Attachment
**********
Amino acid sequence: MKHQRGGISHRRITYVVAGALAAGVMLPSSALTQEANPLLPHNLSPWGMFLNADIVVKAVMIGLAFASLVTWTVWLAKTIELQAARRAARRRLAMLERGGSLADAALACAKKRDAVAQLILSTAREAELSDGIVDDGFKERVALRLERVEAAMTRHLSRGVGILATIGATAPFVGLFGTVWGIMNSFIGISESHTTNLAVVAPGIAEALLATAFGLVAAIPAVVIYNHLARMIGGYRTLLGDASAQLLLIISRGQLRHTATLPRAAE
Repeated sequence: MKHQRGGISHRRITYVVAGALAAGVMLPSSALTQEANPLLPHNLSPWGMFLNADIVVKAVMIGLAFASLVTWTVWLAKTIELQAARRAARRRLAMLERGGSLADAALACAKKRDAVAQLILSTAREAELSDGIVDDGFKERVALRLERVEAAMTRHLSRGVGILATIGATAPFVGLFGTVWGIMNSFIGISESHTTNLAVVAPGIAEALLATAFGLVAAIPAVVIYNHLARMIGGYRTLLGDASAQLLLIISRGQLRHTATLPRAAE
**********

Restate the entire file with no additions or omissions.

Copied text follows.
Amino acid sequence: MKHQRGGISHRRITYVVAGALAAGVMLPSSALTQEANPLLPHNLSPWGMFLNADIVVKAVMIGLAFASLVTWTVWLAKTIELQAARRAARRRLAMLERGGSLADAALACAKKRDAVAQLILSTAREAELSDGIVDDGFKERVALRLERVEAAMTRHLSRGVGILATIGATAPFVGLFGTVWGIMNSFIGISESHTTNLAVVAPGIAEALLATAFGLVAAIPAVVIYNHLARMIGGYRTLLGDASAQLLLIISRGQLRHTATLPRAAE
Repeated sequence: MKHQRGGISHRRITYVVAGALAAGVMLPSSALTQEANPLLPHNLSPWGMFLNADIVVKAVMIGLAFASLVTWTVWLAKTIELQAARRAARRRLAMLERGGSLADAALACAKKRDAVAQLILSTAREAELSDGIVDDGFKERVALRLERVEAAMTRHLSRGVGILATIGATAPFVGLFGTVWGIMNSFIGISESHTTNLAVVAPGIAEALLATAFGLVAAIPAVVIYNHLARMIGGYRTLLGDASAQLLLIISRGQLRHTATLPRAAE